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Racing Gender to the Edge of the World: Decoding the Transmasculine Amazon Cannibal in Early Modern Travel Writing

Racing Gender to the Edge of the World: Decoding the Transmasculine Amazon Cannibal in Early... <p>Abstract:</p><p>The pervasive figure of the Amazon cannibal woman in early modern travel writing is depicted as animalistic, hyper-sexualized, and predominately a racialized "other." Using early modern travel literature like Sir Walter Raleigh&apos;s The Discoverie of Guiana and the illustrations of Theodor De Bry, this essay argues that the Amazonian cannibal woman is a transmasculine figure, serving as a platform for white European thinkers to reshape their ideologies around race and gender. Through trans and critical race theory, this essay reimagines early modern representations of indigenous women as part of the work of recovering transhistoricity. By taking up intersectional feminist calls to attend to gender as an inherently racialized project, this essay considers travel writings and visual materials as a space in which white European ideals of gender and sexuality can be constructed through the vilification of (and desire for) people of color&apos;s bodies and behaviors.</p> http://www.deepdyve.com/assets/images/DeepDyve-Logo-lg.png Journal for Early Modern Cultural Studies University of Pennsylvania Press

Racing Gender to the Edge of the World: Decoding the Transmasculine Amazon Cannibal in Early Modern Travel Writing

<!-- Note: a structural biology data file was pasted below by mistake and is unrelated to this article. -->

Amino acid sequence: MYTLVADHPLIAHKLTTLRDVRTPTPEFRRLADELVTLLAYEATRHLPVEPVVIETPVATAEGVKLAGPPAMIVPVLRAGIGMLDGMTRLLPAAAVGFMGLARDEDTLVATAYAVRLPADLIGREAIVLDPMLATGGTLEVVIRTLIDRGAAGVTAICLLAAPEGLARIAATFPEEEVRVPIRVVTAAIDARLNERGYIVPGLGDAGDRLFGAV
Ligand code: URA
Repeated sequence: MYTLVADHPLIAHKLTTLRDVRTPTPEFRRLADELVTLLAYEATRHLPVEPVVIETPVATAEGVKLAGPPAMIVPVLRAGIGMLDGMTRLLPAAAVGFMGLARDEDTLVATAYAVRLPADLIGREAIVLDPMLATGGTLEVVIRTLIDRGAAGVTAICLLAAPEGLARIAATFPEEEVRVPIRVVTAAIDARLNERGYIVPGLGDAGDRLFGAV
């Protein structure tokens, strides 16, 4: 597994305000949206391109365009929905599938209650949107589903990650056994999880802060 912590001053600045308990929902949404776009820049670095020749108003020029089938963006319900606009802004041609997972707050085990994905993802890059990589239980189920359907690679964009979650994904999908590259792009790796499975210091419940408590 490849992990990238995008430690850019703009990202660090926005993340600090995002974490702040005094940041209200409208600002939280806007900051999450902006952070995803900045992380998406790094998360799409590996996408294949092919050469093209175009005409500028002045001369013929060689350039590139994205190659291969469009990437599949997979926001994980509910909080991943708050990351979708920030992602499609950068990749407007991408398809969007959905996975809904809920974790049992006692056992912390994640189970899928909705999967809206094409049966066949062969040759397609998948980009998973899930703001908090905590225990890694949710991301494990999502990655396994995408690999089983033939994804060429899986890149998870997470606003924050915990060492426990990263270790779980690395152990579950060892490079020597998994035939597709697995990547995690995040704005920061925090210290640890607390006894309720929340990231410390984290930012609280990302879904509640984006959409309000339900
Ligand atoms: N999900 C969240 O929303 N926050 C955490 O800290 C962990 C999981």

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Publisher
University of Pennsylvania Press
Copyright
Copyright © JEMCS, Inc.
ISSN
1553-3786

Abstract

<p>Abstract:</p><p>The pervasive figure of the Amazon cannibal woman in early modern travel writing is depicted as animalistic, hyper-sexualized, and predominately a racialized "other." Using early modern travel literature like Sir Walter Raleigh&apos;s The Discoverie of Guiana and the illustrations of Theodor De Bry, this essay argues that the Amazonian cannibal woman is a transmasculine figure, serving as a platform for white European thinkers to reshape their ideologies around race and gender. Through trans and critical race theory, this essay reimagines early modern representations of indigenous women as part of the work of recovering transhistoricity. By taking up intersectional feminist calls to attend to gender as an inherently racialized project, this essay considers travel writings and visual materials as a space in which white European ideals of gender and sexuality can be constructed through the vilification of (and desire for) people of color&apos;s bodies and behaviors.</p>

Journal

Journal for Early Modern Cultural StudiesUniversity of Pennsylvania Press

Published: Sep 24, 2020

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